As Sen. Bernie Sanders recovers from a heart attack at his home in Burlington, Vt., his presidential campaign is pushing ahead without his typical frequent campaign appearances and trying to foster a sense of business as usual.
Surrogates fanned out across the early primary states over the weekend, in some cases replacing Sanders at stops he was not able to make. Sanders supporters also joined striking workers on their picket lines.
And on Monday, the Sanders campaign released a plan to “get corporate money out of politics,” a proposal that would eliminate big-dollar fundraising for all federal elections, enact a constitutional amendment to declare that campaign contributions are not speech, and take aim at the Democratic National Convention.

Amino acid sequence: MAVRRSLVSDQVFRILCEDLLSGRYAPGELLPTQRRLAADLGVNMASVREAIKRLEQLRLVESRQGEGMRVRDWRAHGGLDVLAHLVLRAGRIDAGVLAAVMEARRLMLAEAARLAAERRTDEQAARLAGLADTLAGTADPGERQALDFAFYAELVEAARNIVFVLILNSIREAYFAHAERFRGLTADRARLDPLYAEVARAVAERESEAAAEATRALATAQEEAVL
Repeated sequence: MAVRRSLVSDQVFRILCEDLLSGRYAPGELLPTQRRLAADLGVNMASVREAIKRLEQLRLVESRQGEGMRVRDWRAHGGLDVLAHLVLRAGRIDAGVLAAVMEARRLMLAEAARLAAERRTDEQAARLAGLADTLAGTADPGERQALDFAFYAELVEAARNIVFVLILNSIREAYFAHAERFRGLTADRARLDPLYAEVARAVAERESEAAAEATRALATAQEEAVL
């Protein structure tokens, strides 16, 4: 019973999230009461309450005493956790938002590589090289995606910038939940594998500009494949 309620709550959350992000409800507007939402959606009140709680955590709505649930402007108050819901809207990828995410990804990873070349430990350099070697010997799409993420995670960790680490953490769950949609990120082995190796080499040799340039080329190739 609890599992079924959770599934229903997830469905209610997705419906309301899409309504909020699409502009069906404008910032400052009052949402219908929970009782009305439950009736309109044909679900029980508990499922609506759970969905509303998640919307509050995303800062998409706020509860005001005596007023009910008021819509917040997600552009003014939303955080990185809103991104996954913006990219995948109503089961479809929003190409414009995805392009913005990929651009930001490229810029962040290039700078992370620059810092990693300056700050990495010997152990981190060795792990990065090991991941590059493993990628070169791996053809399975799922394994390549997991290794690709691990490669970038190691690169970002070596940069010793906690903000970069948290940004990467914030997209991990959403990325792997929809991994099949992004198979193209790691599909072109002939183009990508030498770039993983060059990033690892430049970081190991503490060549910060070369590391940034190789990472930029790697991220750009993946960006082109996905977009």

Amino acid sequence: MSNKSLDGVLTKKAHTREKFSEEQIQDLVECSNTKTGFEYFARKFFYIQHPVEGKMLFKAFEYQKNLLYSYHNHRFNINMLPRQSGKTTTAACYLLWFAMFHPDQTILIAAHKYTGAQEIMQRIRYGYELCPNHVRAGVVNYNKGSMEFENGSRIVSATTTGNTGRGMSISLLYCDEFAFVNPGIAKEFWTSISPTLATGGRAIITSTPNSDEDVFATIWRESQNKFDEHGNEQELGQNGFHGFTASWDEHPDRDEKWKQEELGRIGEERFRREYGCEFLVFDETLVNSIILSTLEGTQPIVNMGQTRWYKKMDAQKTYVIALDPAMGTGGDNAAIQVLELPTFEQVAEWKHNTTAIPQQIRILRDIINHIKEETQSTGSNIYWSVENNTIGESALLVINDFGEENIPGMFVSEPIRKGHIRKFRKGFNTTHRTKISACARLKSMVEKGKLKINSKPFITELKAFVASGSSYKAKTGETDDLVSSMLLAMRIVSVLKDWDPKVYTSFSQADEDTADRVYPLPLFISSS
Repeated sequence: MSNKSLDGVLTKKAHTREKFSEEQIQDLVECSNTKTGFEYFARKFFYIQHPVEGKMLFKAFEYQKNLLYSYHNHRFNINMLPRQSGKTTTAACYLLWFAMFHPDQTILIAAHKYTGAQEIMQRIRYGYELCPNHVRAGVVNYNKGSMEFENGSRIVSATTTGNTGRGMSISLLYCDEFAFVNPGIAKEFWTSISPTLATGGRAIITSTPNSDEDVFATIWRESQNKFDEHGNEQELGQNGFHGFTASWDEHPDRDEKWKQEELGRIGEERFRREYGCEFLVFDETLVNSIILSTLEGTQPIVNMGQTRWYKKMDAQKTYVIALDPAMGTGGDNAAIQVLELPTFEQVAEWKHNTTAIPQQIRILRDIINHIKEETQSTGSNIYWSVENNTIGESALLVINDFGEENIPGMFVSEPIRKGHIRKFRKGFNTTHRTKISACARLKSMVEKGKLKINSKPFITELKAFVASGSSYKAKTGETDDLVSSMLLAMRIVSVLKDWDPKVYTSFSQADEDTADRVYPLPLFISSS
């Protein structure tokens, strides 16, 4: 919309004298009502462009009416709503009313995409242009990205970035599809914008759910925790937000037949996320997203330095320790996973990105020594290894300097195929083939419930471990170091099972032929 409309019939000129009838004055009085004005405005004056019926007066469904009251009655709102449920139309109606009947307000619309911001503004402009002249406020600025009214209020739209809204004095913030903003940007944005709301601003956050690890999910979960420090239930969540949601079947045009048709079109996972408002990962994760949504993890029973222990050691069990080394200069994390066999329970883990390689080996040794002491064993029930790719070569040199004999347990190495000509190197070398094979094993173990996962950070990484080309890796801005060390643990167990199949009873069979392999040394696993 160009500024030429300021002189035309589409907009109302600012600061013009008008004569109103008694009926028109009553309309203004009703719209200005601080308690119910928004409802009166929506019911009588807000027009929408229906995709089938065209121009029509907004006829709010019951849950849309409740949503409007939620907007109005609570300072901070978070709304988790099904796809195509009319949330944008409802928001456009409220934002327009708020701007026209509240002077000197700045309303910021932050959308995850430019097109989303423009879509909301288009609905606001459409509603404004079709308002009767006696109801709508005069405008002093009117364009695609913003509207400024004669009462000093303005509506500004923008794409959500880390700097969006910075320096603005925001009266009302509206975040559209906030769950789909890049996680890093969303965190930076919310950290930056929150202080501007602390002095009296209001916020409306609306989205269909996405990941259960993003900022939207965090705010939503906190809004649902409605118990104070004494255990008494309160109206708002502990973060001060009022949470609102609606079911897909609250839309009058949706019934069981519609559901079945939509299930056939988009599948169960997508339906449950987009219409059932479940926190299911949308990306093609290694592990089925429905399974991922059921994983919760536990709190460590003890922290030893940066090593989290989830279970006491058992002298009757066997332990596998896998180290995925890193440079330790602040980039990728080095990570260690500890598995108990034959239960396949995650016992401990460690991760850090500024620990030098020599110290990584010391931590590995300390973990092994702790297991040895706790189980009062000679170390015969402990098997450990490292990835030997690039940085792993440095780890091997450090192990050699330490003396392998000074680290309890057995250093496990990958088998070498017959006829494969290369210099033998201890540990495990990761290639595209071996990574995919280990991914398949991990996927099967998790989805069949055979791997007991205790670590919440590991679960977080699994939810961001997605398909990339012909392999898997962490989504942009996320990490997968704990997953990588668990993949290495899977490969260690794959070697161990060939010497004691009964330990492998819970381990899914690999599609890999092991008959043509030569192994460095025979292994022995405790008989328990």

Fitting with his longstanding efforts to nail down the most left-leaning or purist positions in the party, the changes would undermine the fundraising approach of not only President Trump and the Republicans, but almost all of Sanders’s fellow Democratic candidates, too.
Sanders’s new plan would ban the Democratic National Convention from taking donations from corporations or lobbyists, and it would prohibit national party chairs from future lobbying.
In a statement released with the plan, Sanders cited large corporate donations to the 2016 Democratic convention, saying such companies as Bank of America, Peco Energy, Comcast and Facebook each gave more than $1 million.